All administrative records relating to the great bridge at Wallingford have been placed in W/AB rather than in WA/. This bridge is of great antiquity, as it was first recorded in 1141 as a simple wooden bridge. The first stone bridge was built for Richard, Earl of Cornwall (the king’s brother) in the 13th century, and some traces of this construction survive today. It was substantially rebuilt in 1530. A drawbridge was added in 1646 during the Civil War siege of the castle. The bridge was repaired and altered in 1751, and again in 1810-1813, following severe flood damage. The mayor and burgesses were entitled to tolls for cattle and carriages passing over the bridge, and for barges passing beneath; these rights were transferred to trustees under the Wallingford Bridge Act 1809, which provided for the repair of the bridge, the trustees including the mayor and aldermen, the high steward, recorder and town clerk, with local landowners and clergymen. The 1809 act authorised tolls for all coaches and wagons, horses, cattle, swine and sheep, and for barges. From 1840 the tolls were leased, providing a more stable income for the borough. Newly catalogued material includes minutes of the trustees, 1809-1843. 

The archive also includes the bridgemen's accounts, 1648/9-1835, with just a few gaps and the amount of detail varies at different dates. The later accounts of the chamberlain of Wallingford Bridge cover 1843-1883.

Apprentices and trades guilds and markets

Printed indenture ref. W/RA56

The borough also acted as a repository for deposited records belonging to others, that is, papers held securely for individuals.  These include a number of apprenticeship indentures for Wallingford boys, 1610-1711 (W/RA and W/RAA). Some relate to Laud’s charity for the borough, but others were clearly privately arranged, and the documents had been placed with the borough for safe keeping. Several Wallingford boys were sent off to London tradesmen. These records were already available for consultation, but had not been listed in detail. Now all the names are fully searchable in the catalogue.

Records of Wallingford Cattle Market (WA/AZ2) include papers relating to the move to a new site in the 1870s, away from its historic home in the Market Square. This was controversial, and petitions were submitted to oppose the changes. Some of the ratepayers stated, 'we consider such a step quite unnecessary and uncalled for'. Farmers who brought their cattle to sell at the market, mainly from Oxfordshire parishes, thought that the Market Place was the most suitable location for cattle sales due to its proximity to the Corn Exchange and banks, and being 'within easy reach of all the Inns resorted to by ourselves and those we have to deal with'. The tenant of Croft House, Wallingford, objected to the proposed new location at Kine Croft, as he had converted his house there from 'a decayed, and nearly ruined edifice, into a comfortable and somewhat ornamental building' which would be less attractive next to a livestock market’s smells and sounds.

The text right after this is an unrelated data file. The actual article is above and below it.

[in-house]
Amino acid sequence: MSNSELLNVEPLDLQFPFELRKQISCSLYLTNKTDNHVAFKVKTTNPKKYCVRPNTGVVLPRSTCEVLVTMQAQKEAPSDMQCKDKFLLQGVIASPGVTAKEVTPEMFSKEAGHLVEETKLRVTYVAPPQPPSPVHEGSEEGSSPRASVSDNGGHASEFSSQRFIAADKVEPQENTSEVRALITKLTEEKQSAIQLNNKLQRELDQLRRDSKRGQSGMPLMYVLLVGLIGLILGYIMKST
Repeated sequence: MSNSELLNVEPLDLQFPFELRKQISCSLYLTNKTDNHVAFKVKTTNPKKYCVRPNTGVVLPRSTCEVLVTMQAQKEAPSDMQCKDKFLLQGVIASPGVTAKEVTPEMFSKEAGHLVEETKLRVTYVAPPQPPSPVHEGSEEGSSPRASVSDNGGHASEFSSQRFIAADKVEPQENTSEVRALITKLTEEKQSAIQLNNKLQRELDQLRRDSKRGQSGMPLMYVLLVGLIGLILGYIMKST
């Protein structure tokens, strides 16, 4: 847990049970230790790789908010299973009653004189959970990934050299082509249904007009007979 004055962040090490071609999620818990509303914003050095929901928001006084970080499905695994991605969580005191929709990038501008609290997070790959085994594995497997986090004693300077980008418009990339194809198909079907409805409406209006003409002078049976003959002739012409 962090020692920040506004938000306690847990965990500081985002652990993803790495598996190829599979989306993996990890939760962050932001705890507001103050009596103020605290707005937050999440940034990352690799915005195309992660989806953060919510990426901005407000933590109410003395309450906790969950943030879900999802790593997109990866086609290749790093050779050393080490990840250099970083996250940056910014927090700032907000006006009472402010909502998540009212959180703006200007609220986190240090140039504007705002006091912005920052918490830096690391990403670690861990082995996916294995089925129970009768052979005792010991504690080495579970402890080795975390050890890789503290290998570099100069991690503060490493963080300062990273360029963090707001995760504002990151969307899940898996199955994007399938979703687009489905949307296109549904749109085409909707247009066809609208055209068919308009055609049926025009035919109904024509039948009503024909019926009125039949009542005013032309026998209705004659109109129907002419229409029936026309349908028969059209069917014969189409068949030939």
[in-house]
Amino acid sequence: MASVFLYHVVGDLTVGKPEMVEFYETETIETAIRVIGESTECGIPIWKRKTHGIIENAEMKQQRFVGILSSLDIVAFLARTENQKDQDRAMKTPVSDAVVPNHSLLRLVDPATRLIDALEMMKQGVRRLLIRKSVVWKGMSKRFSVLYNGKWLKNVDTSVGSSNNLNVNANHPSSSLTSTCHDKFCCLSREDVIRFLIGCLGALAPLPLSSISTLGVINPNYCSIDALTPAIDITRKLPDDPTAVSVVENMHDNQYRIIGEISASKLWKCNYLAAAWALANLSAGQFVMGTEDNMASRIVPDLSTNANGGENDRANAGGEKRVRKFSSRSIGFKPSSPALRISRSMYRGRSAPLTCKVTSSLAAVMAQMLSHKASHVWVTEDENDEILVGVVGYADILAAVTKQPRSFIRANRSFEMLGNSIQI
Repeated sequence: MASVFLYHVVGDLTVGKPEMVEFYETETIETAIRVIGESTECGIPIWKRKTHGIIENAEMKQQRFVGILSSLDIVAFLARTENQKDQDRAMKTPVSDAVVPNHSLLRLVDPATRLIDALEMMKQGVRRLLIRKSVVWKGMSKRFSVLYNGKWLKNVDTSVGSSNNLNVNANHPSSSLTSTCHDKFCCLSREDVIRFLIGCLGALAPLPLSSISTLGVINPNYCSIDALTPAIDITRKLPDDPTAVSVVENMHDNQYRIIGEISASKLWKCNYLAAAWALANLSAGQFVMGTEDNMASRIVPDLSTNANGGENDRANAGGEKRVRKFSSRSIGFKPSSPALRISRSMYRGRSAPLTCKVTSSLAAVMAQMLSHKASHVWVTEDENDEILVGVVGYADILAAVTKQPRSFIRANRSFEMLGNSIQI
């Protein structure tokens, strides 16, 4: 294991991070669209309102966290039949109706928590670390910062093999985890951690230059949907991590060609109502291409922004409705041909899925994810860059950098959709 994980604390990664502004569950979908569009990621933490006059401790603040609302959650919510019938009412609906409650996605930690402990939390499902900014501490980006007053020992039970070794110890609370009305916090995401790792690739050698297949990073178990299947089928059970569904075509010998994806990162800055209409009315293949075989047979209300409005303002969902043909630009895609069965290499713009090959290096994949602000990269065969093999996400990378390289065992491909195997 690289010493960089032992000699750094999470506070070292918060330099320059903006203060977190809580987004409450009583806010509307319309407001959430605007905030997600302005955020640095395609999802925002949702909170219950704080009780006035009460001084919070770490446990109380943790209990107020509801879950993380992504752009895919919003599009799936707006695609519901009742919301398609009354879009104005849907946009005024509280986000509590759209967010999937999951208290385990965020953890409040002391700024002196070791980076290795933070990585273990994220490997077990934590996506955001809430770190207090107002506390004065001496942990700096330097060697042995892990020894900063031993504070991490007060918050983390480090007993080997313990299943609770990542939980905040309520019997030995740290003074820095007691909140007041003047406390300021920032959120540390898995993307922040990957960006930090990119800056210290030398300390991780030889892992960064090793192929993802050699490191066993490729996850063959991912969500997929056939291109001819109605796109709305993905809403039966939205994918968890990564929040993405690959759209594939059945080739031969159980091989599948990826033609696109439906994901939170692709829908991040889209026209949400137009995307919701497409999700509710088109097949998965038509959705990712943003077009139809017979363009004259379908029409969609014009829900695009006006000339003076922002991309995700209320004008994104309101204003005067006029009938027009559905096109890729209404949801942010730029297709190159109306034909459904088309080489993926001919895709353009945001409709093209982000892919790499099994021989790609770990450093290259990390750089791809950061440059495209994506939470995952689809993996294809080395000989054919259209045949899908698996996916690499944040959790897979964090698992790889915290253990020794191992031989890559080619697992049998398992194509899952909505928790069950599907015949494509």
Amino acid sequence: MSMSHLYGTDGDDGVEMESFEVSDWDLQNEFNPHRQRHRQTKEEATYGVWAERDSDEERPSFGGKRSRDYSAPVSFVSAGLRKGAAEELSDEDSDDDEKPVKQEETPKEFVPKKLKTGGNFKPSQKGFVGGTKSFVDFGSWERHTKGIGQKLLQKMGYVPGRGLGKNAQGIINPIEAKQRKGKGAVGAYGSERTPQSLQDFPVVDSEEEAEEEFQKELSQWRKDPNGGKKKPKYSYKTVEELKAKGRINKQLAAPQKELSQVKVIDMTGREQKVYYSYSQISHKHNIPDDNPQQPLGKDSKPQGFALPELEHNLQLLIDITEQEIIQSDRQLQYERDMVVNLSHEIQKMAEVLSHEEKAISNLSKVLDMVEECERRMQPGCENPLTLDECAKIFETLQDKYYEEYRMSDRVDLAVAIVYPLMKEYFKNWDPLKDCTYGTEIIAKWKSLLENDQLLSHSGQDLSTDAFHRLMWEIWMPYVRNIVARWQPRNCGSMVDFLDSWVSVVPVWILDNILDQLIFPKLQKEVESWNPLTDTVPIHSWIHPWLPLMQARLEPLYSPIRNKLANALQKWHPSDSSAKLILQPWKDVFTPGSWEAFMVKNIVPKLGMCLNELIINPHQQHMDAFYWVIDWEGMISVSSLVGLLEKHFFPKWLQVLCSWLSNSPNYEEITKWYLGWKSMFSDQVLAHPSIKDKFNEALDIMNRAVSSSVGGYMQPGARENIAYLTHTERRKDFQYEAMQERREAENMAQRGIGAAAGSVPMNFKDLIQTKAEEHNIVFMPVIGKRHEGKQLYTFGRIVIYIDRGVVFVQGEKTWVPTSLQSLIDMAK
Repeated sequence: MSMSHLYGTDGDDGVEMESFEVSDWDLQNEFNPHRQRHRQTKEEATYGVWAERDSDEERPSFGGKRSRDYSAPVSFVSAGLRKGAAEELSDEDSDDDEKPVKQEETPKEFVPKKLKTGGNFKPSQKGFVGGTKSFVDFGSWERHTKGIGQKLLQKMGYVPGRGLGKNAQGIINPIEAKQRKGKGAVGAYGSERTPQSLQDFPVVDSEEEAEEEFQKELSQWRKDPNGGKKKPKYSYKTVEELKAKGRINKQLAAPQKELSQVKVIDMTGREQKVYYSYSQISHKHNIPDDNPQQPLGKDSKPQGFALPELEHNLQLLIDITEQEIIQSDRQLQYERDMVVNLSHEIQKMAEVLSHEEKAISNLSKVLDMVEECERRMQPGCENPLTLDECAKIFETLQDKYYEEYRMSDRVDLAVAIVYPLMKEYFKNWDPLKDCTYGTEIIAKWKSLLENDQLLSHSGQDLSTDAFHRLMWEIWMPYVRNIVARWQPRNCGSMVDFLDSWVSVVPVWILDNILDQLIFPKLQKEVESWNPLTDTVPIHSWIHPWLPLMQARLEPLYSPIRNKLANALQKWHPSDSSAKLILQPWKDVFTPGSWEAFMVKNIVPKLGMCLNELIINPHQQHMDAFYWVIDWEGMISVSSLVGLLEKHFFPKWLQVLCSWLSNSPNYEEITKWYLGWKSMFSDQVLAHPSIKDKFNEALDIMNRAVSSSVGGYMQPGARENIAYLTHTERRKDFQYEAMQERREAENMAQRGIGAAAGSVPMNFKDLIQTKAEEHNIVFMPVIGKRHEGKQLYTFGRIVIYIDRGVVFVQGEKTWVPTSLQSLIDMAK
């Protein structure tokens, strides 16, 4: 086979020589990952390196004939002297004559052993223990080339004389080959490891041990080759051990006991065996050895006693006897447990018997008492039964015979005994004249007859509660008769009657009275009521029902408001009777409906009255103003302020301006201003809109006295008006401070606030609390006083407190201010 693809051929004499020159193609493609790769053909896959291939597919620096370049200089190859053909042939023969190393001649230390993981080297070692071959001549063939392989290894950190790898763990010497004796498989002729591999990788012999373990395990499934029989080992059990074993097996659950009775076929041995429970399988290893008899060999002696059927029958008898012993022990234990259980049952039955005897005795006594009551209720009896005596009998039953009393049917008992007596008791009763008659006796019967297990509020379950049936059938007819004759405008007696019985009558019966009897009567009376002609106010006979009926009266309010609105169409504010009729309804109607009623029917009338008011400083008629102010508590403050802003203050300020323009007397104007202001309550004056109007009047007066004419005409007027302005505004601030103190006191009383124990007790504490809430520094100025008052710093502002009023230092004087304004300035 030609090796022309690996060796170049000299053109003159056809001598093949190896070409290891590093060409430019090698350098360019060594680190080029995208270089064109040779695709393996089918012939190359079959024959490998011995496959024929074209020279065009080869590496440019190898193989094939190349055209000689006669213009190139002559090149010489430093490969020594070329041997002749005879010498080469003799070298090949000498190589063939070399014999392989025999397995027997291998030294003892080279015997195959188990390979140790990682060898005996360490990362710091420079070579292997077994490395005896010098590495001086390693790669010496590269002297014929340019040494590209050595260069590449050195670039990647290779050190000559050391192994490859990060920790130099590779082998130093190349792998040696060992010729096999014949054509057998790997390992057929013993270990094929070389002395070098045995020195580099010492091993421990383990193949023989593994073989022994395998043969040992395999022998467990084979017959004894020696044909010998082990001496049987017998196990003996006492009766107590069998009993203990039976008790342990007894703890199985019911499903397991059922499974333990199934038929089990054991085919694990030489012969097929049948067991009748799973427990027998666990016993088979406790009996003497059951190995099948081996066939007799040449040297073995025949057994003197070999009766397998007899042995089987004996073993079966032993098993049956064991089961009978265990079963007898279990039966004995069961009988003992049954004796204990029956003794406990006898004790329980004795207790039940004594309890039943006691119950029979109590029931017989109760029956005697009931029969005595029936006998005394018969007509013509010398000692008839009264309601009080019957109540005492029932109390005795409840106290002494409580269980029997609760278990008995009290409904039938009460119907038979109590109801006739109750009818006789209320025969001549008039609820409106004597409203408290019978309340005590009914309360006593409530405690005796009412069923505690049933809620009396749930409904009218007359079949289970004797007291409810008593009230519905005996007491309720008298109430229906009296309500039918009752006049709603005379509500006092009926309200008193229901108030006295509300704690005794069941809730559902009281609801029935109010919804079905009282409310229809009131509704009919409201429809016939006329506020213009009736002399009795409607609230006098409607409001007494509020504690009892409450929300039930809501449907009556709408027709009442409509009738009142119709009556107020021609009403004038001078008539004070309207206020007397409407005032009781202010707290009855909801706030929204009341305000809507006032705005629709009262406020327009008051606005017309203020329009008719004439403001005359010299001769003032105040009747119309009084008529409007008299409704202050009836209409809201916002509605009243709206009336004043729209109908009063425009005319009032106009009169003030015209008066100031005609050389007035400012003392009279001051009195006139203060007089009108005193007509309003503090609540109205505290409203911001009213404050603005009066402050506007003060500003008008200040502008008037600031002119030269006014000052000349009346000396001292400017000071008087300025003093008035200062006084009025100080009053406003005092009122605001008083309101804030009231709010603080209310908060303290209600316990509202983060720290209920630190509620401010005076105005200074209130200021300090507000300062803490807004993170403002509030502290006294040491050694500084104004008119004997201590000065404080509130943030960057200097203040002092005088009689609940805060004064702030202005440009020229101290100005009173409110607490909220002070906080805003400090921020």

There is also a licence to Joseph and Joseph John Gale of Wallingford, auctioneers, to hold public sales of fat animals (cattle, sheep and swine [pigs]) at their sale yard in Church Lane, Wallingford, in 1883 (WA/AZ2/3). This includes a description of the markings to be applied to animals.

Sale of fair and market tolls ref. WA/AZ2

A table of fair and market tolls dated 1893 (WA/AZ2/5) includes specific fees for circuses and menageries, shooting galleries, doll throwing and similar shows, 'cocoa nut alleys', stick ringing, weighing machines, roundabouts, sale of livestock and agricultural produce, steam engines, agricultural implements, etc.

The collection therefore holds a wealth of material showing the development of the town. You can discover more about it in future blogs!